This episode is going to be split into two parts. If you listen on iTunes or podcatchers then you will see that there are two episodes. I don’t really like doing things in parts, but all of the raw audio was almost 3 hours and – even edited down – that is not practical as a single download.
Both parts are in this post. As a result of longer episode, with a yarn review and explorartion I am going to try and keep the rest of shownotes brief. (It’s only usually pre & post EYF that this happens. I know they look long, but its the photos adding to that!)
| Side A – Edinburgh Yarn Festival and Black Isle Yarns review
You can also listen on iTunes, the podcast app, or search your favourite podcatcher, if you prefer!
I give you a run-down of my experience of Edinburgh Yarn Fest (15-17 March). As ever, all of the levels were HIGH! Big on wool, big on people and community, big on everything. I probably don’t get across how great it was to see so many listeners and followers from social media. Apologies if I don’t mention you, there was a lot of overwhelming-ness!
Something that is apparent is that EYF enables the coming together of special woolly people and some of us even deeply connected through wool. There were some great conversations and some wonderful future plans being made. For these special connections wool has twisted us together in a really strong ply.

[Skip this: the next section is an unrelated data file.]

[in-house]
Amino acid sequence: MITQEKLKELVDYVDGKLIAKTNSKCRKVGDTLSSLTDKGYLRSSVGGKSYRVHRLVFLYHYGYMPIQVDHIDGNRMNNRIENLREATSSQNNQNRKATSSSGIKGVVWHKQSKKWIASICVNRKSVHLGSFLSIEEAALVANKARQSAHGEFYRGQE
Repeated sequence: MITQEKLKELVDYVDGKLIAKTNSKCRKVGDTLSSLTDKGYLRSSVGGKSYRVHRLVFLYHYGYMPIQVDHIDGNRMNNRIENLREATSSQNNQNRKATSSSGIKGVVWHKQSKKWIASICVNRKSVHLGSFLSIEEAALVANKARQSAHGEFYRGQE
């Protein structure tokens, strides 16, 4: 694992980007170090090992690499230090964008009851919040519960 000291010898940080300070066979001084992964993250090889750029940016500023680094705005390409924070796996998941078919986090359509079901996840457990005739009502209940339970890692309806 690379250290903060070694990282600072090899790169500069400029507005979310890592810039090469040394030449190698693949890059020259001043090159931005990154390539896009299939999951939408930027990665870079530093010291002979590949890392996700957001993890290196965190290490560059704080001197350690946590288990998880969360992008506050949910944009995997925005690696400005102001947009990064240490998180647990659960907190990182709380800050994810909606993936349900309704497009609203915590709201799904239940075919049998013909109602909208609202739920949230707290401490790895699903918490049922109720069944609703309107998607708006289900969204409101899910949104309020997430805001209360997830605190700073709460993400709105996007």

Here is a slideshow of some of my photos from the event.
Thanks to Jo and Mica for everything they do, and to all of the volunteers, vendors and teachers who were incredible. Thanks to all the people there and special thanks to Lacey to my Cagney!
| Coulmore Organic Cheviot from Black Isle Yarns
Thank you so much to Julie, from Black Isle Yarns, for sending us her new organic, first clip, cheviot yarn to try! This is available in worsted spun smooth, plump DK and a delicate 4ply. Its not secret that I love Cheviot and this is like nothing I’ve ever seen! I sent some over to some listeners to review, thanks to Gem Davis, Caitlin aka Iosaturnalia, Aja aka Paleaopath and Ellena, aka Woollyelly (who I call Ellie throughout! Sorry!). Their reviews were so comprehensive that I cannot fit it all in these shownotes. What I will do is give you an collated nutshell here, and link to the full reviews here. Remember that they reviewers did not know what the wool was, or the breed at the time of reviewing.
Preparation: Worsted Spun. Organically spun.